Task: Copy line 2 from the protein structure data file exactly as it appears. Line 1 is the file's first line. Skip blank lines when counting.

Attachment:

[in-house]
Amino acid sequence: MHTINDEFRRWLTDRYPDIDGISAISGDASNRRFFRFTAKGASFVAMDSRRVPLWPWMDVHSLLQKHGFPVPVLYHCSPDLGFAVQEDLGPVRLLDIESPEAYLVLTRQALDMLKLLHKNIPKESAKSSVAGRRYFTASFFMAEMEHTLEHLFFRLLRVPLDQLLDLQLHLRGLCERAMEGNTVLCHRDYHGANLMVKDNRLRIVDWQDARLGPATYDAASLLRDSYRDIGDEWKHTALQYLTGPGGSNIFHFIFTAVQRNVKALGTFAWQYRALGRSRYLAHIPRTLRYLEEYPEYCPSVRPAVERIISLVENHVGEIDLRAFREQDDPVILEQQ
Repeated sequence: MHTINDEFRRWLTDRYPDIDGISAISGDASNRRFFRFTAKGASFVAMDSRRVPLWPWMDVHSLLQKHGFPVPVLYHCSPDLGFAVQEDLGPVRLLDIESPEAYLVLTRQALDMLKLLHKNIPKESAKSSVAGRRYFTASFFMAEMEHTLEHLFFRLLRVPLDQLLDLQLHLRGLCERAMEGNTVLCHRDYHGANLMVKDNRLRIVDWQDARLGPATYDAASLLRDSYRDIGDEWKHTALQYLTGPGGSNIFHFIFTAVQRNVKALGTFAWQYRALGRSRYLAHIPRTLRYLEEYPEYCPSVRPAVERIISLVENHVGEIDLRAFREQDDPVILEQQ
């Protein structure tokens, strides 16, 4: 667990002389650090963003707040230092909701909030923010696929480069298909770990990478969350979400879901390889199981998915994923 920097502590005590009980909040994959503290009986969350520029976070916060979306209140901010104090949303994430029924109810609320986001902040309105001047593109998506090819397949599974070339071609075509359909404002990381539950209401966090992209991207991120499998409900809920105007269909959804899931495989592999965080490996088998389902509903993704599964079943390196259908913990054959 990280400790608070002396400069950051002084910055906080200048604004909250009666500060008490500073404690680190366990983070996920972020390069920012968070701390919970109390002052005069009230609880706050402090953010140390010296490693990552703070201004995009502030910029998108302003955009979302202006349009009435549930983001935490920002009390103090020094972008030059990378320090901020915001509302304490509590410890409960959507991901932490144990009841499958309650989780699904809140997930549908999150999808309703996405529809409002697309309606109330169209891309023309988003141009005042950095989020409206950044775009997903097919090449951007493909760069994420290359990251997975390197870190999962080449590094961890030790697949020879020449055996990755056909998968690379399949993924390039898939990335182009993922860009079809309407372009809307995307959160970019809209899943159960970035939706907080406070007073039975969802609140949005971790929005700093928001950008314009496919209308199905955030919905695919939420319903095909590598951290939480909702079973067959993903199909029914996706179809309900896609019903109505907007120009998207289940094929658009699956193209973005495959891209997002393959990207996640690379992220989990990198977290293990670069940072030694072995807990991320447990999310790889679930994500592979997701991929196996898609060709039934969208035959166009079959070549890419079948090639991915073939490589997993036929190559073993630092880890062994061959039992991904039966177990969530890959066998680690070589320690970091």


Amino acid sequence: MHTINDEFRRWLTDRYPDIDGISAISGDASNRRFFRFTAKGASFVAMDSRRVPLWPWMDVHSLLQKHGFPVPVLYHCSPDLGFAVQEDLGPVRLLDIESPEAYLVLTRQALDMLKLLHKNIPKESAKSSVAGRRYFTASFFMAEMEHTLEHLFFRLLRVPLDQLLDLQLHLRGLCERAMEGNTVLCHRDYHGANLMVKDNRLRIVDWQDARLGPATYDAASLLRDSYRDIGDEWKHTALQYLTGPGGSNIFHFIFTAVQRNVKALGTFAWQYRALGRSRYLAHIPRTLRYLEEYPEYCPSVRPAVERIISLVENHVGEIDLRAFREQDDPVILEQQ